Fukushima Operator Tepco Starts Pumping Radioactive Groundwater, Later to be Dumped into Ocean Waters
By Esther Tanquintic-Misa | April 10, 2014 12:57 PM EST
Tokyo Electric Power (Tepco) has started pumping radioactive groundwater from the crippled Fukushima Dai-Ichi nuclear power plant as a preventive measure to curb further leaks in the facility.
The exhumed water will later be dumped into the Pacific Ocean waters. The Japanese nuclear facility operator first announced its contaminated water management system in March. The plan involves pumping groundwater into tanks before it passes through plant area. The radioactive groundwater is expected to be poured into the ocean. But Tepco assures this will only be done after a radiation level check up is made on the water's quality.
A worker takes radiation readi
A worker takes radiation readings on the window of a bus at the screening point of the Tokyo Electric Power Company's (TEPCO) tsunami-crippled Fukushima Daiichi nuclear power plant in Fukushima prefecture in this June 12, 2013 file photo. REUTERS/Toshifumi Kitamura
The contaminated water management system has been approved by the Japanese local fishermen, albeit halfheartedly, after two years of negotiations.
"The final consideration was based on the fact that we cannot allow them to release contaminated water. We realized that if the situation continued as it was, the whole system will fall down," Kenji Nakada, an official at the Fukushima fisheries federation, earlier told Reuters.
"In such a case, the fisheries industry in Fukushima would be completely finished."
Tepco said the system will enable it to control and reduce the amount of water flowing into the building basements from the current 400 tons daily to 300 tons a day. The crippled Fukushima Dai-Ichi nuclear power plant is located at the base of a hillside next to the ocean. Water from the rain outside the facility runs downhill, seeps into the ground, enters the plant's premises and then flows into the ocean.
The water pumping will take occur at wells around the site. It will then be stored in tanks. Any groundwater up for release into the ocean waters should have only less than 1 becquerels per liter of Cesium-134, as part of approval conditions laid down by the local fishermen.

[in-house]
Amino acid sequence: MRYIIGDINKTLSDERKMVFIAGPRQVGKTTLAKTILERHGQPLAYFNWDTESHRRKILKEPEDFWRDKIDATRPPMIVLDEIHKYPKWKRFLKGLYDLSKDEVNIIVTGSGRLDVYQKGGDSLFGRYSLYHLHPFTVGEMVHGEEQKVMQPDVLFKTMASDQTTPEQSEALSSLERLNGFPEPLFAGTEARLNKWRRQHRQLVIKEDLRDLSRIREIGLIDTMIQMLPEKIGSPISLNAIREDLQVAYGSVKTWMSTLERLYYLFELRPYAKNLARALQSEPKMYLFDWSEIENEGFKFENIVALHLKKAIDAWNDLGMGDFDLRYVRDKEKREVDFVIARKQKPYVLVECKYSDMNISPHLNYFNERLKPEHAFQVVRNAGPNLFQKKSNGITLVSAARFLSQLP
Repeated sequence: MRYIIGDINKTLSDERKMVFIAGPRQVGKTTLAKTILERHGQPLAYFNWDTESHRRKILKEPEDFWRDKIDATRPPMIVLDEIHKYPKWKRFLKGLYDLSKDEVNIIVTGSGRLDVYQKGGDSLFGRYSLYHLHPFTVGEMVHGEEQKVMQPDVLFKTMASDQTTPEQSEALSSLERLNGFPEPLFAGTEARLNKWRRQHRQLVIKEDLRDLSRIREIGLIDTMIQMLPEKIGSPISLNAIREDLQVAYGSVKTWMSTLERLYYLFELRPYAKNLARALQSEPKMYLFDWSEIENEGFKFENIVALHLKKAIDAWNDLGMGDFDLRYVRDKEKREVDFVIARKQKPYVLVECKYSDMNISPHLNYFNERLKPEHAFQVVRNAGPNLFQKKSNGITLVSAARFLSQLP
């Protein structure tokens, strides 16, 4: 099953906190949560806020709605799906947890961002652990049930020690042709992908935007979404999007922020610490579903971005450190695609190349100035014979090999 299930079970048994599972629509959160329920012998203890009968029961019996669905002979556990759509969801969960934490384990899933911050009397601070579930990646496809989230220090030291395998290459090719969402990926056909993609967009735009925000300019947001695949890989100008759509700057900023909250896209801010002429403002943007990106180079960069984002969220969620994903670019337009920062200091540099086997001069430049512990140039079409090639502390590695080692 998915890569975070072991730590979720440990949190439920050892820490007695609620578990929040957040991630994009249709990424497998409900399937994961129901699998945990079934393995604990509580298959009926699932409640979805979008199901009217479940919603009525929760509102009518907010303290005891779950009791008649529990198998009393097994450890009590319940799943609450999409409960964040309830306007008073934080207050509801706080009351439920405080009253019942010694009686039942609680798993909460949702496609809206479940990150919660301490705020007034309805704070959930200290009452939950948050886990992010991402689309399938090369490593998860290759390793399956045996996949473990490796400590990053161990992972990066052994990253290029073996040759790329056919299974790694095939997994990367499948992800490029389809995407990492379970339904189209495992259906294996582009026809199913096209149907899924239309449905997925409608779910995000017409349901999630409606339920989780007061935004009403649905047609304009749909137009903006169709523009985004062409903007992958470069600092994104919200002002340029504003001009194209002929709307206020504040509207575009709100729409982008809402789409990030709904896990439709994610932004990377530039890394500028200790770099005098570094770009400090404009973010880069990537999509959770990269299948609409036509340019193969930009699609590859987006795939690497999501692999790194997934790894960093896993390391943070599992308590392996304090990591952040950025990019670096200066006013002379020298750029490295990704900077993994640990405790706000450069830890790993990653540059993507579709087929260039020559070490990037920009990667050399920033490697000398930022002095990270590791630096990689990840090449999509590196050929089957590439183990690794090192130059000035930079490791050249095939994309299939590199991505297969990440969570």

Tepco started the water pumping on Wednesday.
To report problems or to leave feedback about this article, e-mail:
To contact the editor, e-mail:
Most Popular Slideshows
- 2014 MLB World Series Game 1: San Francisco Giants 7, Kansas City Royals 1 [PHOTOS]
- 2014 MLB World Series - Game 2: Kansas City Royals 7, San Francisco Giants 2 [PHOTOS]
- NFL Thursday Recap - Denver Broncos 35, San Diego Chargers 21: Peyton Manning Has 3 TDs In Easy Win [PHOTOS]
- 2014 MLB World Series Game 3: Kansas City Royals 3, San Francisco Giants 2 [PHOTOS]
Join the Conversation
- Australia's Low Birth Rate May Be Due to Low Confidence in Economy
- Fears Of Infection Spread Prompt Some US Hospitals To Refuse Ebola Patients
- Readers Slam a Book Showing That US Wealth And Power Rests on Slave Labour
- LG G Watch R To Be Available Globally Starting With Europe, North America And Asia Through Retail Sites And Play Store
- Young Teen Fighter Says ISIS Uses Drugs On Suicide Bombers To Get Them Perform The Act
- Xiaomi Redmi 1S vs. Sharp Aquos Crystal – Specifications, Features And Price Showdown
- Verizon Motorola Droid Turbo Leaked Live Images Surfaces, Scheduled To Get Unveiled On Oct 28
- Update HTC One M7 with LG G2 with Android 4.4.2 as Sprint OTA: Fixes and Installation
- U.S. Targets Buyers of ISIS Oil, Threatens Sanctions
- ISIS Syria Airstrike Bombing Has Killed 550 People, Civilians Included
- Russia Blocking OSCE Monitoring Of Its Border With Ukraine
- Russia Slams US 'Double Standards' In The Fight Against ISIS